By Wayne VisserJulian Assange, founder of Wikileaks, a Web 2.0 style whistle blowing site founded in 2006, has this week received a set of leaked documents that threaten to expose illicit activities of the clandestine Swiss banking industry. This is the latest chapter in the WikiLeaks saga, which has been one of the most explosive and significant CSR (and political) stories of recent times.
Without question, WikiLeaks has raised the debate on transparency, responsibility and the role of new media to a whole new level. There are major implications in two related, but distinct areas: whistle blowing and activism. It also raises questions about the sometimes blurry line between legality and ethics, the big-bully tactics of major corporations, and the accountability of whistleblowing organisations.
Whistle blowing - the act of raising concern (usually by anonymously leaking incriminating evidence) about alleged illegal or unethical activities by individuals or organisations - is widely regarded as improving transparency and being in the public interest. Hence, most countries have legislation to protect whistleblowers. In the U.S., this practice dates back to the Lloyd-La Follette Act of 1912, and was most recently reinforced and strengthened through the Sarbanes-Oxley Act of 2002.
Some argue that Wikileaks has simply continued the honourable tradition of whistleblowing, and raised it to another level, appropriate to the open access age of the Internet – part of what Daniel Goleman, author of Ecological Intelligence, calls "radical transparency" (although he used it more in a supply chain context).
For instance, in September 2009, WikiLeaks posted a leaked internal report from Trafigura, a commodities multinational, exposing it for dumping hazardous waste in Côte d’Ivoire. The site has also been threatening since 2009 to release damaging information about the Bank of America, and caused their stock price to fall by 3% when it made the announcement. In a July 2010 TED interview, Assange claimed to have damaging inside information from BP as well.
Unsurprisingly, companies (and governments) are extremely nervous – even hostile – about the activities of Wikileaks. The issue came to a head in 2010 with ‘megaleak’ releases to The Guardian, New York Times and others of over 92,000 classified documents on the War in Afghanistan (released in July), around 390,000 previously secret US military field reports on the Iraq war (released in October) and more than 250,000 cables from more than 250 U.S. embassies around the world (released in November). When the U.S. government declared these releases ‘illegal’, several companies with commercial ties to WikiLeaks, notably Mastercard and Paypal, froze their transactions, resulting in a funding crisis for WikiLeaks.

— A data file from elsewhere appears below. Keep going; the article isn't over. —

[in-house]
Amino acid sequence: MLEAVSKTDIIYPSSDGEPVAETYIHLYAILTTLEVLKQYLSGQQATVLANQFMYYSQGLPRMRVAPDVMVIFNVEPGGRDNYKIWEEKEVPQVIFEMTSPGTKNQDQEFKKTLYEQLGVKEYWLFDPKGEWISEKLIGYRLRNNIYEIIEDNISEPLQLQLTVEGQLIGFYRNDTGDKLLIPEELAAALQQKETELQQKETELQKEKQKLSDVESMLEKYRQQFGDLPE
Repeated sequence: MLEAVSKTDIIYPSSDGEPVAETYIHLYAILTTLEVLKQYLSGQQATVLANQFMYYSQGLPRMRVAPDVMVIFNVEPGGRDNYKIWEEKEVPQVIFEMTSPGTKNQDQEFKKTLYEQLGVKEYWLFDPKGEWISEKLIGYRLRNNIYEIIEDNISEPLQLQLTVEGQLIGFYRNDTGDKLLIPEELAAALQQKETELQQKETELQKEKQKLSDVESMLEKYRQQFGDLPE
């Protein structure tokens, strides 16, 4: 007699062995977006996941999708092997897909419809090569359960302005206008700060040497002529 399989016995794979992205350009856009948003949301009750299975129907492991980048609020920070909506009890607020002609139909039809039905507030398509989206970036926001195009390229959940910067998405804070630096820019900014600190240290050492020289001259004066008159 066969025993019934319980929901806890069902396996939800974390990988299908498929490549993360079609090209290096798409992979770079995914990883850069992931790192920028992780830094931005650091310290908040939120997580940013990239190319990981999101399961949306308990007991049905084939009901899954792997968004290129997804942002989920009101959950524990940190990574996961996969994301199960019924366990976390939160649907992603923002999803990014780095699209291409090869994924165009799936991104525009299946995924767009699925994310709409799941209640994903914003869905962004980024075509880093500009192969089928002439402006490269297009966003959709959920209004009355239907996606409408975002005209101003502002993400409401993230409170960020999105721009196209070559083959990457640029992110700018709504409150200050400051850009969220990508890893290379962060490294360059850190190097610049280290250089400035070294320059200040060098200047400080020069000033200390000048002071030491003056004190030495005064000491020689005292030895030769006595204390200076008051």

What happened next revealed the new face of activism in the 21st century. Using methods that The Economist calls “guerrilla transparency” and which have been dubbed by the media as “hacktivism”, attempts by governments and commercial partners to shut Wikileaks down or cut off its financial oxygen led to a rapid proliferation of mirror sites – more than 700 in one week, according to The Economist – and counter-attacks by hacker groups like Anonymous. One of the tactics of these groups is to bombard the websites of organisations that are perceived to be obstructing WikiLeaks with online requests, thus causing them to crash. In the case of Mastercard, one such orchestrated DDoS (distributed denial of service) campaign by Operation Payback was successful.
Whatever we think of the merits or demerits of these tactics, one thing is clear: WikiLeaks has blown the debate about transparency wide open, raising many more questions than it answers. For instance, what is the role of CSR when one leak about a corporate malpractice can destroy years of conscientious work on corporate citizenship? Will this new generation of online whistleblowing – whether by WikiLeaks or others – increase transparency, or will it simply cause governments and companies to clam up even tighter; to invest more in data security and counter-hacking measures? And if they do react defensively, will this result in what Assange called an unwittingly self-imposed “secrecy tax”, whereby those organisations with the most to hide end up being less competitive as a result of their security-related expenditures?
In the brave new Wikileaks world, CSR laggard companies will clam up and adopt a seige mentality. They will bog down their staff with crippling red tape under the guise of better risk management and more secure document controls. By contrast, CSR leaders will see this as an opportunity to be pro-actively and proudly transparent. They will continue to invest in open engagement with stakeholders, while encouraging employees to safely raise concerns internally before going public with their complaints. CSR leaders know that in a WikiLeaks world, the only effective defence is to create a caring workplace where there are no disgruntled employees seeking revenge, and an ethical culture that has no dirty secrets waiting to be exposed.
Note: This blog is partly based on research and writing done for the forthcoming edition of the Journal of Corporate Citizenship.